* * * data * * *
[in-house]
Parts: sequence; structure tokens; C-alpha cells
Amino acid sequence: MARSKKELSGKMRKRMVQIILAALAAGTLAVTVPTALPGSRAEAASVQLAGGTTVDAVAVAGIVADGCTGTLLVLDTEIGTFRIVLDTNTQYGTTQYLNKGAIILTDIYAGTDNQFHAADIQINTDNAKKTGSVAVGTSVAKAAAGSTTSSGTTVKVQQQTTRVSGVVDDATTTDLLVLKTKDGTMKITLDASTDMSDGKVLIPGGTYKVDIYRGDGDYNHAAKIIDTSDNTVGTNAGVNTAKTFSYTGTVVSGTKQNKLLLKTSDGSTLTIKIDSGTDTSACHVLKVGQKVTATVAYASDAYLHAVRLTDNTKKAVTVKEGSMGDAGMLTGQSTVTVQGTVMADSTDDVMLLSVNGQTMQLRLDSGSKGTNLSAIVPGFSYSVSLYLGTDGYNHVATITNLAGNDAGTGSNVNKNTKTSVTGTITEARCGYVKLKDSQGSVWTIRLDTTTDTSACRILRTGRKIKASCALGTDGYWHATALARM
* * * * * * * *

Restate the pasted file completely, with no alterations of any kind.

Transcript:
[in-house]
Parts: sequence; structure tokens; C-alpha cells
Amino acid sequence: MARSKKELSGKMRKRMVQIILAALAAGTLAVTVPTALPGSRAEAASVQLAGGTTVDAVAVAGIVADGCTGTLLVLDTEIGTFRIVLDTNTQYGTTQYLNKGAIILTDIYAGTDNQFHAADIQINTDNAKKTGSVAVGTSVAKAAAGSTTSSGTTVKVQQQTTRVSGVVDDATTTDLLVLKTKDGTMKITLDASTDMSDGKVLIPGGTYKVDIYRGDGDYNHAAKIIDTSDNTVGTNAGVNTAKTFSYTGTVVSGTKQNKLLLKTSDGSTLTIKIDSGTDTSACHVLKVGQKVTATVAYASDAYLHAVRLTDNTKKAVTVKEGSMGDAGMLTGQSTVTVQGTVMADSTDDVMLLSVNGQTMQLRLDSGSKGTNLSAIVPGFSYSVSLYLGTDGYNHVATITNLAGNDAGTGSNVNKNTKTSVTGTITEARCGYVKLKDSQGSVWTIRLDTTTDTSACRILRTGRKIKASCALGTDGYWHATALARM